Can tax liability insurance can unlock the deal?
The spectre of skeletons in the closet will be a familiar risk to real estate investors. Aon’s tax liability and warranty and indemnity specialists Anka Taylor and David McCann to reveal how insurance is helping M&A deals cross the line.
“No one in real estate acquisitions wants to face their investment committee or their financial backers and admit that they haven’t bought something they thought they were buying,” declares Anka Taylor, Director of Transaction Liability at Aon UK.
A stark assessment indeed, but Anka says the insurance market is increasingly stepping in to smooth out the risks created by potential human error at every step of the M&A process.
“In today’s market, sellers will often reject bids that do not include warranty and indemnity insurance because long term liabilities for either side are unpalatable. Historically the seller may have left money in escrow, but this is becoming less and less appealing when an off balance sheet option is available.”
Typically, real estate investors will buy a ‘working layer’ with general warranty cover that protects against possible problems with the target company such as mis-stated accounts or an unknown litigation pending. Then this will be supplemented by specialist layers for risks such as title.
A potential worst-case scenario recently stole the headlines when problems encountered by the US real-estate empire of Nicholas Schorsh, saw a US $700m deal collapse owing to accounting irregularities.
Meanwhile, tax liabilities in the corporate vehicle being acquired can be of equal concern, says David McCann, Tax Liability Director at Aon UK. “Her Majesty’s Revenue and Customs carefully scrutinise offshore property holding structures.
The sellers of the assets you are acquiring may say that the entity is resident outside the UK, but the position is not always clear-cut. The directors of the target may have originally planned to fly out to board meetings every three months, but due diligence may find that in fact a meeting or two has been held in London. Do you accept the risk that the company is actually resident in the UK and has a potentially large tax liability or do you seek out options to mitigate?”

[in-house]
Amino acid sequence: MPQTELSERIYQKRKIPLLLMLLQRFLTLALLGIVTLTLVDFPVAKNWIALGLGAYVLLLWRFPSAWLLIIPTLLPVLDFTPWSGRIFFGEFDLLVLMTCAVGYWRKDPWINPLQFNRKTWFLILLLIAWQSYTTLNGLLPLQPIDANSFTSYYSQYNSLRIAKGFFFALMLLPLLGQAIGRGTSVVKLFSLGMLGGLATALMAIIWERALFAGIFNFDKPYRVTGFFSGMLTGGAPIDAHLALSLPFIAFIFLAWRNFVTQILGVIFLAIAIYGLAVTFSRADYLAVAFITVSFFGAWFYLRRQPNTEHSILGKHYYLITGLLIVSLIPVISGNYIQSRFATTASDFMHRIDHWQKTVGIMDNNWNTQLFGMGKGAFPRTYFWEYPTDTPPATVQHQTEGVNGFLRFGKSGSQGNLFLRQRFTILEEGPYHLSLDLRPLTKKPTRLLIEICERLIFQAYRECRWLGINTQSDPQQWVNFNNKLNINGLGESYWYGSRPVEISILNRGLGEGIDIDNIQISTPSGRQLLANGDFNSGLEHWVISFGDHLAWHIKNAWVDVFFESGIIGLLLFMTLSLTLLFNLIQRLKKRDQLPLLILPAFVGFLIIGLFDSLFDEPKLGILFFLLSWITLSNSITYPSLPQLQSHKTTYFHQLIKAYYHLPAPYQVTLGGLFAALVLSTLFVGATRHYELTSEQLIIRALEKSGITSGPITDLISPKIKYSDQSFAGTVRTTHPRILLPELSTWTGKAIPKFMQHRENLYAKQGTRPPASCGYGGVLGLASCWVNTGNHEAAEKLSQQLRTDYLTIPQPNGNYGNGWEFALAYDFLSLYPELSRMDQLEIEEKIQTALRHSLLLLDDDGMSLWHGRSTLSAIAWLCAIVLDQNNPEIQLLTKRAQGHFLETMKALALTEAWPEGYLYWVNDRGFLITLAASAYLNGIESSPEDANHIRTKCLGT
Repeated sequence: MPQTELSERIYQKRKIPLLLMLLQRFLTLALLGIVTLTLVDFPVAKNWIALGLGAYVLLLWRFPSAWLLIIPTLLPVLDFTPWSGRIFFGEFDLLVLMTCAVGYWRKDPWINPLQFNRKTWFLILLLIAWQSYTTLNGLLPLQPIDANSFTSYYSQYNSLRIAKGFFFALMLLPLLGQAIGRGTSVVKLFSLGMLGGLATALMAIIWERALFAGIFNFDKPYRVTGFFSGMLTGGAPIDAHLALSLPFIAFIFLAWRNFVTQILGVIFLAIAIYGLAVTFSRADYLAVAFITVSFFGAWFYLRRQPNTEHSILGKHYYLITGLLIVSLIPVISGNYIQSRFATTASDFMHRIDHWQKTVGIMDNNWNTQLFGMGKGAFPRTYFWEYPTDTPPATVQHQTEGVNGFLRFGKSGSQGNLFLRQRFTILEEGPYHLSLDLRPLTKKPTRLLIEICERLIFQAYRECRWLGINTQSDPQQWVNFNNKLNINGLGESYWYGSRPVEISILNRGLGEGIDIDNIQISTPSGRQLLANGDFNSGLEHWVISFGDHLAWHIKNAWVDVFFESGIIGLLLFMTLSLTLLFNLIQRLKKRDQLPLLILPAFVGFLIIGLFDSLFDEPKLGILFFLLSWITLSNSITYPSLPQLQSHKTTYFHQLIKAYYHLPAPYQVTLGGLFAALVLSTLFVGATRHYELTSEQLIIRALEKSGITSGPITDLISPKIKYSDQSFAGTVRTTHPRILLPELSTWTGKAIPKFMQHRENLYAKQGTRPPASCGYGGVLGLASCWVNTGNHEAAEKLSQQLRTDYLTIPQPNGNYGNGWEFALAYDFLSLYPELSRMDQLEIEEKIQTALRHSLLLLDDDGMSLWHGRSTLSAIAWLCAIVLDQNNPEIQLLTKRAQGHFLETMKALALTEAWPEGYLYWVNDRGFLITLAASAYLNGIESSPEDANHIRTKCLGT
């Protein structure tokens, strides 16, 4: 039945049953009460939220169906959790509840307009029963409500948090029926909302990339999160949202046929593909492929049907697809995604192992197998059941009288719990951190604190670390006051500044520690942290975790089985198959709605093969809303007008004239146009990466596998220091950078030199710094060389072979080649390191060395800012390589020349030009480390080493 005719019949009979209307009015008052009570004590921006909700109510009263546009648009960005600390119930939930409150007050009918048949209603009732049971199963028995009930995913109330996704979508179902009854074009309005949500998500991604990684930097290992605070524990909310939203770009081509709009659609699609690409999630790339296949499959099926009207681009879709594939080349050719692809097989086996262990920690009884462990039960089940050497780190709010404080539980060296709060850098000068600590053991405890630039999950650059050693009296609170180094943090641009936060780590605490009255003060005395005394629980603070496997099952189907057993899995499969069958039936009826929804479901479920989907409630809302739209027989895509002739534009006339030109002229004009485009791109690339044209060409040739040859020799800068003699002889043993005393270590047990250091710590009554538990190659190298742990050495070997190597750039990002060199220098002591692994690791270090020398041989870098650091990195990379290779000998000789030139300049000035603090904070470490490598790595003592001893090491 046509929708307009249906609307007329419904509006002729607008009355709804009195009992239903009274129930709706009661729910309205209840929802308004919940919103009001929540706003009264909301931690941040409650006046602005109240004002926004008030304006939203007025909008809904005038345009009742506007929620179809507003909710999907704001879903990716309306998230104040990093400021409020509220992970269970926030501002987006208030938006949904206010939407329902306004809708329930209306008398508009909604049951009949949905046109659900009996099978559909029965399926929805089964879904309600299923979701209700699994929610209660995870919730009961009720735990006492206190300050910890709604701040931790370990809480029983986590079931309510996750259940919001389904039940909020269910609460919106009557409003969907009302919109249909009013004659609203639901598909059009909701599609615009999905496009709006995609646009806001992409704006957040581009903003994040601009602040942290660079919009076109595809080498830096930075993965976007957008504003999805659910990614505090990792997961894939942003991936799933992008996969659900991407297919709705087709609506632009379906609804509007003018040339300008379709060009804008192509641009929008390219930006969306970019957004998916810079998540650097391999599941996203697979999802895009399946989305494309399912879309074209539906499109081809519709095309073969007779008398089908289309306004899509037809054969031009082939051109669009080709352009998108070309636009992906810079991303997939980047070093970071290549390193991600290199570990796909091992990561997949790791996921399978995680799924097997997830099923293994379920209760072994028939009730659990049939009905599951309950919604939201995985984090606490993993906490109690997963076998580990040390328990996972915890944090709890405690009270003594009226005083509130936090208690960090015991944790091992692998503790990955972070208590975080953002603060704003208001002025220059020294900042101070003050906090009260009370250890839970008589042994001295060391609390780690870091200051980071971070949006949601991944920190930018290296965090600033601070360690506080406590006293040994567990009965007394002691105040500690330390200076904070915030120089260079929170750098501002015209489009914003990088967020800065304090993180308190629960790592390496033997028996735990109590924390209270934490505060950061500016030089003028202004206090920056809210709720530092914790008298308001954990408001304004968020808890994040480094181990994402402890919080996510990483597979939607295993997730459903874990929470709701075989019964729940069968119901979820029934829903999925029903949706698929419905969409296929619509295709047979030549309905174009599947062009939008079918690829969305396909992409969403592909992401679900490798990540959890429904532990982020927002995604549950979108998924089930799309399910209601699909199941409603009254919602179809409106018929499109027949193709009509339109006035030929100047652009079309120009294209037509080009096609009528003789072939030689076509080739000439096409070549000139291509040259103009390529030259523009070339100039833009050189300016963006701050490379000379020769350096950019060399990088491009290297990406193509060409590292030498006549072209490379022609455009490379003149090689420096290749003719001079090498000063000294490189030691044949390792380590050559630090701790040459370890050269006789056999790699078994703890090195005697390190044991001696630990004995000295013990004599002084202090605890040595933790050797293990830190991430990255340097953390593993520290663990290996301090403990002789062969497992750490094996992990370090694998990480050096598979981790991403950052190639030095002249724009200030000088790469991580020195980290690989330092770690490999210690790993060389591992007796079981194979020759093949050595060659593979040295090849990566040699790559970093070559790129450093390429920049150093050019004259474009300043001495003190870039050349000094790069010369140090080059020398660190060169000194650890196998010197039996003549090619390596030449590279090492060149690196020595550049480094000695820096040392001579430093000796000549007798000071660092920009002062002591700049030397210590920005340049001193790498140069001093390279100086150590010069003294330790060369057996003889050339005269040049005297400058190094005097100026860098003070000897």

Discount, Cancel or Indemnify?
David points out how investors are using tax liability insurance alongside warranty and indemnity insurance to achieve their objectives. “Where a tax risk is identified in due diligence and there is a disagreement between the buyer and seller on the materiality of that tax risk, the parties can reach an impasse. The seller is not willing to reduce the price or grant an indemnity, while the buyer is not comfortable signing the deal without some protection. Here, a third party insurance policy can unlock the deal.
“Sellers, especially private equity or real estate funds, have targets on their returns and tying up cash in escrow works against this. If you can use insurance as a substitute for a conventional indemnity and escrow, capital isn’t trapped.
Insurers are typically charging a one off premium of between 2-5% of the sum insured, covering the lifetime of the issue.”
In both cases, W&I and Tax Liability markets are served by competitive markets willing to underwrite suitable risks. In the latter case, David adds that insurers have been upping their capability. “There’s been a clear effort from many insurers to bring in underwriters who have a tax specialism. This should benefit clients, because it speeds up the insurer’s analysis of the risk and reassures that the initial view of a risk will be an informed one; this in turn reduces the odds of obstacles arising during the underwriting process.”